President Vladimir Putin insisted Thursday that the Russian state has never engaged in hacking and scoffed at allegations that hackers could influence the outcome of elections in the United States or Europe.
But the Russian leader admitted the possibility that some individual "patriotic" hackers could have mounted some attacks amid the current cold spell in Russia's relations with the West.
Speaking at a meeting with senior editors of leading international news agencies, Putin also alleged that some evidence pointing at Russian hackers' participation in attacks — he didn't specify which — could have been falsified in an attempt to smear Russia.
"I can imagine that some do it deliberately, staging a chain of attacks in such a way as to cast Russia as the origin of such an attack," Putin said. "Modern technologies allow that to be done quite easily."
U.S. intelligence agencies have accused Russia of hacking into Democratic Party emails, helping President Donald Trump's election victory, and the Congressional and FBI investigations into the Trump campaign's ties with Russia have shattered Moscow's hopes for a detente with Washington.
Putin said the "Russo-phobic hysteria" makes it "somewhat inconvenient to work with one another or even to talk."
"It's having an impact, and I'm afraid this is one of the goals of those who organize it are pursuing and they can fine-tune the public sentiments to their liking trying to establish an atmosphere that is going to prevent us from addressing common issues, say with regard to terrorism," the Russian leader said.
Putin predicted "this will end, sooner or later," adding that "we are patient, we know how to wait and we will wait."
Asked if Russian hackers could try to shape the outcome of German parliamentary elections later this year, Putin said: "We never engaged in that on a state level, and have no intention of doing so."
He noted that Russia can work constructively with any German leader, adding that he had good ties with German Chancellor Angela Merkel despite some differences.
Russian meddling was also a concern in France, with Putin publicly expressing his sympathy for President Emmanuel Macron's rivals in the campaign. Macron's aides claimed in February that Russian groups were interfering with his campaign, and a document leak hit Macron's campaign in the final hours of the French race. Moscow has strongly denied all allegations of election meddling.
Putin argued that hackers, wherever they come from, can't sway election outcomes because the public mood cannot be manipulated that easily.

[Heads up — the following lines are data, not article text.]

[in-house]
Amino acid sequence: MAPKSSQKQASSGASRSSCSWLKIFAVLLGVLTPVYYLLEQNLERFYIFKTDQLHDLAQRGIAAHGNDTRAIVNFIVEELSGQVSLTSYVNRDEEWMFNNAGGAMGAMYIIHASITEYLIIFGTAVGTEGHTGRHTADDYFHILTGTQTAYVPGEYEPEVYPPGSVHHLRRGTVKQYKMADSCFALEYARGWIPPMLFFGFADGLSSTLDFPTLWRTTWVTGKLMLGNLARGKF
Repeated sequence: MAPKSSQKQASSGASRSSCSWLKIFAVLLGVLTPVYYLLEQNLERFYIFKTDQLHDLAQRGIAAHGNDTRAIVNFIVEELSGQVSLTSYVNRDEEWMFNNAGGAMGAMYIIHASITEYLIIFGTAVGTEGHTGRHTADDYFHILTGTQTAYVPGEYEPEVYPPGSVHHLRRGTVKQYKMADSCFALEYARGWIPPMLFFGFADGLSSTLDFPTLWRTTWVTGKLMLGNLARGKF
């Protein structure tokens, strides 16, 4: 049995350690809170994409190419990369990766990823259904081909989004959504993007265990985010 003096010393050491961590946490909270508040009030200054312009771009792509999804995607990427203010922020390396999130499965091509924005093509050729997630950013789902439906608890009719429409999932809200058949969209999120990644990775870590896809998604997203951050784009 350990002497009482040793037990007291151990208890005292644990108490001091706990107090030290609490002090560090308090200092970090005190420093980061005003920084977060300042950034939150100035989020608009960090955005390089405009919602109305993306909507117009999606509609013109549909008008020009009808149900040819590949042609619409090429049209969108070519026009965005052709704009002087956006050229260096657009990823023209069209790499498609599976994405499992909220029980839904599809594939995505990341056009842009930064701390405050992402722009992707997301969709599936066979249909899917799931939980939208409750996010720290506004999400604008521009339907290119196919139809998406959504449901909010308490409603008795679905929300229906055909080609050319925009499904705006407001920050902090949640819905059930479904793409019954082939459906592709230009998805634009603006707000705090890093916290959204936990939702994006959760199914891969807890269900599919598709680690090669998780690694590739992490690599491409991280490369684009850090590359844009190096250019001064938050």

"I'm deeply convinced that no hackers can radically influence another country's election campaign," he said. "No hackers can influence election campaigns in any country of Europe, Asia or America."
Putin added that while the Russian state has never been involved in hacking, Russia-West tensions could have prompted some individuals to launch cyberattacks.
"If they have patriotic leanings, they may try to add their contribution to the fight against those who speak badly about Russia," he said. "Theoretically it's possible."
Russia's relations with the West have been at post-Cold War lows over the Ukrainian crisis. The U.S. and the EU have slapped Moscow with sanctions over its annexation of Ukraine's Crimean Peninsula and support for pro-Russian insurgency in eastern Ukraine.
Putin said Thursday that economic restrictions against Russia have had "zero effect."
He predicted that the current strain in relations will ease, because "it's counterproductive and harmful."
Touching on tensions in the Pacific, Putin said Russia's military deployments on a group of Pacific islands also claimed by Japan have been caused by concerns about the U.S. military buildup in the region.
The four islands, called the Northern Territories in Japan and the southern Kurils in Russia, were seized by the former Soviet Union at the end of the World War II, preventing the two countries from signing a peace treaty.
Putin said the U.S. will likely continue to build up its missile shield in the region even if North Korea agrees to curb its nuclear and missile programs, in the same way it has continued to develop missile defenses in Europe despite a deal with Iran that curbed its nuclear program in exchange for lifting international sanctions.
Isachenkov reported from Moscow